Julia Child, the iconic TV chef who introduced French cooking to everyday Americans, would have turned 100 today.
Julia Child lived in North Cambridge, not too far from where I live now. She loved shopping at Formaggio Kitchen and Savenor's (both of which, by the way, are fantastic gourmet markets). She regularly dined at Sandrine's and Harvest, both in Harvard Square.
In 2001 Julia Child donated her kitchen from her Cambridge home to the Smithsonian in Washington D.C.
I had the honor of being at the Smithsonian Museum of American History today to attend a special birthday celebration in honor of Julia Child.
There were A LOT of people there!
A band of musicians dressed up as chefs played a few songs, including happy birthday.
They passed out cookies made from one of Julia Child's recipes. Land O Lakes donated 50 kg of butter and Wegman's donated the rest of the ingredients and the labor cost. Can you believe they made over 3000 cookies?
Afterwards, we visited Julia's kitchen, which has recently been moved (within the museum) and rebuilt in a way that allows more people to view it at once. Whereas there used to be only three "viewing" windows around the kitchen, there are now six viewing windows.
Isn't this cute? Julia liked to use a pegboard to keep track of where everything went. If you look closely, you'll see the outline of each item drawn on the board indicating where everything goes.
I was so intrigued by all her kitchen gadgets. What are all those copper pans in the back? It was also cool to think that this was the famous kitchen where she filmed so many of her TV episodes.
Julia Child's kitchen will become part of a larger new exhibit at the Museum of American History exploring food and wine in America from 1950-2000.
The exhibit will explore how food in America has changed as a result of technology (e.g., the scienrific advancement of food production and "Big Ag"), immigration (e.g., the rise of Mexican cuisine and, more recently, Indian and Asian cuisine), and major historical events, like World War II. Julia Child is a huge player in this history, being the one to bring the art of French cooking to everyday Americans.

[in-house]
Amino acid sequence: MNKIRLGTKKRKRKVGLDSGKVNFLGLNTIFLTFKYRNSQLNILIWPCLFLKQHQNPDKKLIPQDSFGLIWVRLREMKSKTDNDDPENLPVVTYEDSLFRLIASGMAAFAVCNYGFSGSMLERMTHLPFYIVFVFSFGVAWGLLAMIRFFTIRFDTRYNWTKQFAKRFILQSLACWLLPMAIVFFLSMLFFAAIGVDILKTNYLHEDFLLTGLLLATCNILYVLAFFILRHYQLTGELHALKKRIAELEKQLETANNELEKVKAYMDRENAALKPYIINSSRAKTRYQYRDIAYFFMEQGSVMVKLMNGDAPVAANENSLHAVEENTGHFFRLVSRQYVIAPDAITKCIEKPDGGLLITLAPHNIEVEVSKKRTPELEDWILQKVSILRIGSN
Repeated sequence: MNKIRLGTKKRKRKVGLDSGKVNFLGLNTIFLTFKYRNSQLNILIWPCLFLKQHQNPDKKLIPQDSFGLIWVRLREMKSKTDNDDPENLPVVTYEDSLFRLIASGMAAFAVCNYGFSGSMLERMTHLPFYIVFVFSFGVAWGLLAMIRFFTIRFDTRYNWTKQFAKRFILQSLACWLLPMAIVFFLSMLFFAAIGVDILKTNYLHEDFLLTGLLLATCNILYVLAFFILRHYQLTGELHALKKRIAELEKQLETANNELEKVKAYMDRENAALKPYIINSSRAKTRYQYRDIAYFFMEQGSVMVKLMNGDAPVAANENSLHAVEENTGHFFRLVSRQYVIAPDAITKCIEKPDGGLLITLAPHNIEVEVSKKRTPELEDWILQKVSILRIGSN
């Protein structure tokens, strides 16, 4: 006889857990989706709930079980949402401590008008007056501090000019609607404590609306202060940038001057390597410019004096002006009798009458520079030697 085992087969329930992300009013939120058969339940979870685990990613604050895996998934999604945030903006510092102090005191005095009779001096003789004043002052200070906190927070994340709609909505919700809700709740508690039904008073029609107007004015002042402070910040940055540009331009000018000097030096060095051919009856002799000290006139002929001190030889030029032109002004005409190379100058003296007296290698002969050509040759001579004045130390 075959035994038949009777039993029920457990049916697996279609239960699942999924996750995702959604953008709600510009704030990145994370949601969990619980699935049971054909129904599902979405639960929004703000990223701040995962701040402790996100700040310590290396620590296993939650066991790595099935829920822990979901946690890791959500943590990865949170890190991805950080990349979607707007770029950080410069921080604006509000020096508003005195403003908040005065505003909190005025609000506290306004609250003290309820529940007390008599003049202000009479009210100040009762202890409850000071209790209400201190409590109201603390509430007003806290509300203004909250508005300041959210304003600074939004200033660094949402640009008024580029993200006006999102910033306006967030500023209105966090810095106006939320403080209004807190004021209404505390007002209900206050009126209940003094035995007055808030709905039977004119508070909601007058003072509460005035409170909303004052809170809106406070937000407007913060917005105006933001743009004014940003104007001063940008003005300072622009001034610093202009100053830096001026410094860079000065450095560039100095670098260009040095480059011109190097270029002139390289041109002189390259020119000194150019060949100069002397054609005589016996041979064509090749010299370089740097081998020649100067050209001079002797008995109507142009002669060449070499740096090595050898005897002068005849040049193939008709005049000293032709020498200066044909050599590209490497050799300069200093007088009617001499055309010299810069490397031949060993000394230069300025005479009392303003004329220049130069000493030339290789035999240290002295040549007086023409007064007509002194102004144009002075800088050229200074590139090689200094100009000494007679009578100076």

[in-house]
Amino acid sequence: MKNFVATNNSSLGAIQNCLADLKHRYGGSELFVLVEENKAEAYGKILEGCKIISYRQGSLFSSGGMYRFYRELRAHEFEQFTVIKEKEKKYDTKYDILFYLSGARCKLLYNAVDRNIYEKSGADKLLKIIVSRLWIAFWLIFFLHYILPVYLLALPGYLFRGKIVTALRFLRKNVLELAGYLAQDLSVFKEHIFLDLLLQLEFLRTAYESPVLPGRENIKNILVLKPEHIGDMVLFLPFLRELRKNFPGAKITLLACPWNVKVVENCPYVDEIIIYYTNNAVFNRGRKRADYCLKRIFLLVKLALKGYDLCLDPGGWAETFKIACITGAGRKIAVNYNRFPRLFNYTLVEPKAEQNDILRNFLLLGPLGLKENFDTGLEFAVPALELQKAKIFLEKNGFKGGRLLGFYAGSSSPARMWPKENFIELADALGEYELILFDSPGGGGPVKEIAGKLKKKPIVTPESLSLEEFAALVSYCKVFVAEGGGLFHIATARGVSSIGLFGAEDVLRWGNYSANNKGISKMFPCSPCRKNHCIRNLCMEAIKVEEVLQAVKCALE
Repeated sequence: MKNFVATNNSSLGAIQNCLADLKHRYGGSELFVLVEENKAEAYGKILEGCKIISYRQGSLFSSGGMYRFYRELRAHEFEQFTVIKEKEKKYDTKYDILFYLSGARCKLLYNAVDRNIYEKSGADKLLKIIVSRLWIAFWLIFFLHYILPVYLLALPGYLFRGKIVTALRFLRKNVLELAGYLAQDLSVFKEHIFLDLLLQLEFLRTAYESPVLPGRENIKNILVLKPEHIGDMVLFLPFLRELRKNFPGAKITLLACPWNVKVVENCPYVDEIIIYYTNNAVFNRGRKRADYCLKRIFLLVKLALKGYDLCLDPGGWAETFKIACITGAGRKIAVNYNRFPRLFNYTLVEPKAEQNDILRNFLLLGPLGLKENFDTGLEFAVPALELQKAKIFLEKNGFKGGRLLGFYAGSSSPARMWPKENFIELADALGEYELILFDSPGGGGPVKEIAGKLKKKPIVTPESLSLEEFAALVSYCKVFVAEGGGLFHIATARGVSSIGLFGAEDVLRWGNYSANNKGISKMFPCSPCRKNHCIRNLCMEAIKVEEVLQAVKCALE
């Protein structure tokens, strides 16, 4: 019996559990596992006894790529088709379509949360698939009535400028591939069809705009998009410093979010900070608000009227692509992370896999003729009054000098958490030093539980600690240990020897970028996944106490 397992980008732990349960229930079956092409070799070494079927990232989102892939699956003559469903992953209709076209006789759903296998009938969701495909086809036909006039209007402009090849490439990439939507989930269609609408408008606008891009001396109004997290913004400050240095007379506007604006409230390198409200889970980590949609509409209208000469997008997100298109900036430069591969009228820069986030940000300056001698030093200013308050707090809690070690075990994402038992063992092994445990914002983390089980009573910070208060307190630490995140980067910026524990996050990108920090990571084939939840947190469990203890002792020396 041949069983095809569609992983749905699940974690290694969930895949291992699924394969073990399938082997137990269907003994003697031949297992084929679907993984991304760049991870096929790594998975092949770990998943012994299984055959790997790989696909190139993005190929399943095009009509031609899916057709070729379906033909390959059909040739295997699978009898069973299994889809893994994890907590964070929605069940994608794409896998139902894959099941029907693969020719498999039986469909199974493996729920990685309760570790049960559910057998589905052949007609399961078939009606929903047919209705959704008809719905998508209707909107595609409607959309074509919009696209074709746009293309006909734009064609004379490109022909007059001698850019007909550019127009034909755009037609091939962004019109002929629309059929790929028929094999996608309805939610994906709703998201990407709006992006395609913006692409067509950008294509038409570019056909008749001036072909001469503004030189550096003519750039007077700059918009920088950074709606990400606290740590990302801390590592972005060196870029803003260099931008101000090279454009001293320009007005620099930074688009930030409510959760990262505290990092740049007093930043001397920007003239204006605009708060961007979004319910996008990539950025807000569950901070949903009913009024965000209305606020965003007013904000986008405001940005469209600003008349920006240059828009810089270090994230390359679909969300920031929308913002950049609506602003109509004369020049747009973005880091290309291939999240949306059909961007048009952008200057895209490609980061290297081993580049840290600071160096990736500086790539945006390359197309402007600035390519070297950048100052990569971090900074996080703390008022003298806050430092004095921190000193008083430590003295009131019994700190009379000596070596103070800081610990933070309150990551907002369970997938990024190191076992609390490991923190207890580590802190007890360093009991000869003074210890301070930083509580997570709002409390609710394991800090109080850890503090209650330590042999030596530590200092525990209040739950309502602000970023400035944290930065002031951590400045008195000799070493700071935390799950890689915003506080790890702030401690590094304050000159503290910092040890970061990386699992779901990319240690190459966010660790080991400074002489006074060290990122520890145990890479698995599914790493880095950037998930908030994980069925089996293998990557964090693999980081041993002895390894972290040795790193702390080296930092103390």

They have acquired some interesting pieces to display, such as a Krispy Kreme doughnut machine and shopping carts from the 1950's compared to a Costco cart today.
The exhibit begins on November 20, 2012. It sounds exciting and I can't wait to see it!
A Peek of DC Food
Of course, I can't write a food blog post without posting any pictures of food, right? I've been in DC the past two days on a crazy food tour. Here's just a small peek at some of the stuff I've enjoyed!
A lovely cappuccino with "latte art" from Peregrine.
A gorgeous cocktail from the bar at the Federalist, the restaurant/bar that is part of the new (20 million dollar) renovated Madison Hotel.
Fantastic dumplings from The Source, Wolfgang Puck's restaurant-within-a-museum in DC.
A snack before dinner? Mussels served with pipirrana, Sherry dressing and honey from Jaleo.
The "Vegetal" gin and tonic from Jaleo, complete with radish, fennel, cubeb (tailed pepper), and kumquat.
Palak Chaat - a fantastic crispy spinach appetizer from Rasika West End in DC.
I still plan on visiting a few more places before returning to Boston. I will definitely write about all of these restaurants in full, gory (photolicious!) detail after the Eating the Big Apple series concludes. I've definitely visited some incredible places and I can't wait to share them with you.
Disclaimer - this trip, including all the meals, were provided by Destination DC, a nonprofit organization dedicated to promoting DC as a travel destination. All opinions provided in this post are my own.
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